Business Protection

How businesses can manage product defects

One of the biggest risks that a product-based business might face is to have one of their product lines withdrawn from sale after the discovery of safety issues or defects. 

Many products are subject to multiple regulations, differing by country or jurisdiction as well as product class.  The rules are enforced, and no legally unsafe product can be expected to remain on sale once a material defect is detected. This is generally dealt with through a product recall.

It might, for example, be a vehicle or electrical appliance that has a safety defect. Or food might be contaminated, contain prohibited ingredients, or have been tampered with. Similarly, toys get removed from sale if there is a risk of injury or choking, while pharmaceuticals and drugs can be recalled due to extreme reactions in users. 

We have partnered with Inoni, business continuity experts, for a series of articles on business risk and continuity planning aimed at small to medium sized businesses, including how to prepare your business from product defects.

The risk of product defects to your business

Recalls almost always present a significant risk to your brand. The same goes for other organisations in the supply chain.  This is because an incomplete or delayed recall means your unsafe products remain in circulation, someone may be harmed, and you may face legal proceedings. This can feed the media and your competitors with stories and make your business the subject of unwelcome case studies for years to come. 

Companies rarely need to recall their products, so when it does happen it can be easy to make mistakes. What’s more, recalls are expensive, halting production, diverting resources, and consuming management time. Added to that, they often demand specialist intervention and careful messaging to preserve confidence and reputation. 

However, failure is not an option. If you get your recall wrong, you may get fined or have your trade license revoked. You could also face investigation, legal costs, and media scrutiny. Your brand becomes diluted and customers find alternatives.

Thankfully, you can take steps to ensure a product recall goes as smoothly as possible – or preferably to prevent one being needed in the first place.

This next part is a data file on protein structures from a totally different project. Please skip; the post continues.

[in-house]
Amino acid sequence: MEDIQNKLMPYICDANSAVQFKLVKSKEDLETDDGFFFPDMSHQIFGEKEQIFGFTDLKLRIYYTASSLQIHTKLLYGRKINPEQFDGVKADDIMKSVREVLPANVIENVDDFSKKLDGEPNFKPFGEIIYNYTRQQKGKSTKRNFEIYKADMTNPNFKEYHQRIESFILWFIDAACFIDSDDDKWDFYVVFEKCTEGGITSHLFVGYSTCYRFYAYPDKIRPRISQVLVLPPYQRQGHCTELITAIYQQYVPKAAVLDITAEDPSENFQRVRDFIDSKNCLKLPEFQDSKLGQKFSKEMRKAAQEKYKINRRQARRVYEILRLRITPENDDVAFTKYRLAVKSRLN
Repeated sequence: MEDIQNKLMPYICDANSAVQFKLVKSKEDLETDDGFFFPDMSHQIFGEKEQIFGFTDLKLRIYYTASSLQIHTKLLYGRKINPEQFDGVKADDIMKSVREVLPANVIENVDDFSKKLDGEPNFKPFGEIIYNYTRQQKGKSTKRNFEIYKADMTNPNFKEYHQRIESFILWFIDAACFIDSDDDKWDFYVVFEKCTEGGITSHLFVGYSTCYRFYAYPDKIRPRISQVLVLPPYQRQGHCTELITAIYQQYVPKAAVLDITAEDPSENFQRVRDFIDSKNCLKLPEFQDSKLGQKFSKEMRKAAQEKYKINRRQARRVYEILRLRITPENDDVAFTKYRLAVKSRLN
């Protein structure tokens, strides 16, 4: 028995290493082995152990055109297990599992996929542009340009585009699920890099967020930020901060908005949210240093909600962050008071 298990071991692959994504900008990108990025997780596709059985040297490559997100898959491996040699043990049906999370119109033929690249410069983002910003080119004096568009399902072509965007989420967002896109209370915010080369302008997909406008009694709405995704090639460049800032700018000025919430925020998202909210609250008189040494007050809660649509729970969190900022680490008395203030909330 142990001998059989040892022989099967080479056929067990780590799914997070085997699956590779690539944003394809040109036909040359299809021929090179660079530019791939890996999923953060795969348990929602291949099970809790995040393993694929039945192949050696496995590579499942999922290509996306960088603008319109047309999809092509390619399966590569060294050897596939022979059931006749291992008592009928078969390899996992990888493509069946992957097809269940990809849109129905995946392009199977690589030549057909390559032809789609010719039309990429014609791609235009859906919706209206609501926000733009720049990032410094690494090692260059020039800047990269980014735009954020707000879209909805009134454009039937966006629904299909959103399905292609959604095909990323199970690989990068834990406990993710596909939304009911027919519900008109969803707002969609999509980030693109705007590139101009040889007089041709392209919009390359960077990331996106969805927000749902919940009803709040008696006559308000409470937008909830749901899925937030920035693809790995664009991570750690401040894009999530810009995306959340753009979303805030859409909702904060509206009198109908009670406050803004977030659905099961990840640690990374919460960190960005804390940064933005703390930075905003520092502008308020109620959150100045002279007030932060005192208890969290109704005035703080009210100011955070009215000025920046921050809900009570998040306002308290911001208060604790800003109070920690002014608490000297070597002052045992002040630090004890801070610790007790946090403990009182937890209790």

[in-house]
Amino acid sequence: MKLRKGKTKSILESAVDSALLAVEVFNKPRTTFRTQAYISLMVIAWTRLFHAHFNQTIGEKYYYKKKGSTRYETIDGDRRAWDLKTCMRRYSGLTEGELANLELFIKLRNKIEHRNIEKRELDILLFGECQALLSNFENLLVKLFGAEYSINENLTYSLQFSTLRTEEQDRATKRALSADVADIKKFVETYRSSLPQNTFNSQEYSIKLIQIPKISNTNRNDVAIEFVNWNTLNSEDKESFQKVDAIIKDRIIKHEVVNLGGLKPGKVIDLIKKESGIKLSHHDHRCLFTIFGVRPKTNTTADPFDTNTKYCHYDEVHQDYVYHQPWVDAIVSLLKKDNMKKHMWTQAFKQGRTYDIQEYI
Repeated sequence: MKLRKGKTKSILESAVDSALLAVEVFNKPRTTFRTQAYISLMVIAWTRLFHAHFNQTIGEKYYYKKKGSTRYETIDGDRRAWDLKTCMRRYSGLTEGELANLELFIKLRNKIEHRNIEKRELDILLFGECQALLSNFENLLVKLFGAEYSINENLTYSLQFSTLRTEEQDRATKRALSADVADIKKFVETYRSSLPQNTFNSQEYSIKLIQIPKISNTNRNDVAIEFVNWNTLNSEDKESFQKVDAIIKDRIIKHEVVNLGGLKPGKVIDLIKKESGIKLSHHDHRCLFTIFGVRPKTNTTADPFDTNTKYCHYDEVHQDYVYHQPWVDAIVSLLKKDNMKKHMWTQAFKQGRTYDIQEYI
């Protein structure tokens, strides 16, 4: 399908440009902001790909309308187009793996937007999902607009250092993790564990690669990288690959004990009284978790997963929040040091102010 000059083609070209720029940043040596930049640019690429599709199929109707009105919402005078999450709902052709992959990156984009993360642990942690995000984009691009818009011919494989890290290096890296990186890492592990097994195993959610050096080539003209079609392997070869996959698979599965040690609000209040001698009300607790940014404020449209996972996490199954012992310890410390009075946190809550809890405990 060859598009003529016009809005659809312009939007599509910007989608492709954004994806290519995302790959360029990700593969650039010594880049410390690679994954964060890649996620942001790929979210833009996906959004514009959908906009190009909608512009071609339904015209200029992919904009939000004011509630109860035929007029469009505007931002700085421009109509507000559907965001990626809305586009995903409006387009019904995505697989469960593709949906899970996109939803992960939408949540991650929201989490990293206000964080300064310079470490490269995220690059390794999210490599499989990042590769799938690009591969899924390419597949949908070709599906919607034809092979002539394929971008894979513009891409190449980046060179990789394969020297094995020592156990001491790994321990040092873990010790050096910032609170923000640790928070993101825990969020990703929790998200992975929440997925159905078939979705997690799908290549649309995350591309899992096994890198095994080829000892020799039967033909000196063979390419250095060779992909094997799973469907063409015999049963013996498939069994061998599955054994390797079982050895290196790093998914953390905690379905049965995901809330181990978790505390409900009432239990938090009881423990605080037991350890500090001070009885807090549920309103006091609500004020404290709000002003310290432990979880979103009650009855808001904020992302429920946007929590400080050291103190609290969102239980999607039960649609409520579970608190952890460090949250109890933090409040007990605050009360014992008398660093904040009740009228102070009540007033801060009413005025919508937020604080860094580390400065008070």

Steps to minimise the impact of a product defect

Ideally you won’t experience a product defect in the first place, but by taking the following steps you could protect your business should a product defect happen:

  • Create a product recall plan
  • Understand the laws and regulations affecting your products and treatment of defects
  • Create a best-practice quality management system, setting defect tolerances, detecting nonconformances and applying corrective actions
  • Regularly audit suppliers’ quality management systems
  • Establish a golden sample to set quality expectations
  • Use a third party for routine inspections and obtain accreditation to ISO 9001
  • Create a reliable system for product and process traceability
  • Aim for systematic preventive maintenance and seamless change management
  • Take an aggregated view of customer complaints and returns management
  • Establish clear escalation criteria and procedures if a defect is detected
  • Carry out recall rehearsals and training for employees and suppliers
  • Maintain all the electronic data required to execute a 100% recall.

Getting a product recall right

If you do need to recall a product, then time will be of the essence. A fast-effective recall is likely to be viewed favourably by customers and end-users, minimising their risk as well as yours and avoiding any subsequent reputational damage. The stages and activities you may wish to build into your recall plan will always be specific to  your business, but might include the following:

  • Initial detection of a product defect via complaints and/or Quality Control
  • Validation to decide whether the defect is material, as well as the scale and scope of the potential recall
  • Escalation of the problem to senior management via a rapid, high-certainty contact and briefing
  • Assessment, root cause analysis and traceability risk assessment
  • Decision to recall, withdraw from sale or do nothing and manage the situation
  • Suspend production, quarantine affected stock and recall deliveries
  • Suspend supply and notify supplier of affected batches and product numbers
  • Identify and notify all affected customers and notify them of any return’s procedure
  • Notify the relevant authorities, regulators and insurers in accordance with legislation and trading standards.

By having the right plan in place, you can ensure you limit the risks and impacts to your business of a product recall.

We are working together with Inoni to bring you insight into resilience, risk and continuity planning to help make your business stronger. If you feel your business would benefit from specialist support to develop your Business Continuity Plan, please send an email to our partners Inoni, who can explain the services they offer.

If you feel you need support with your Business Insurance needs, please get in touch with your local NFU Mutual agency office.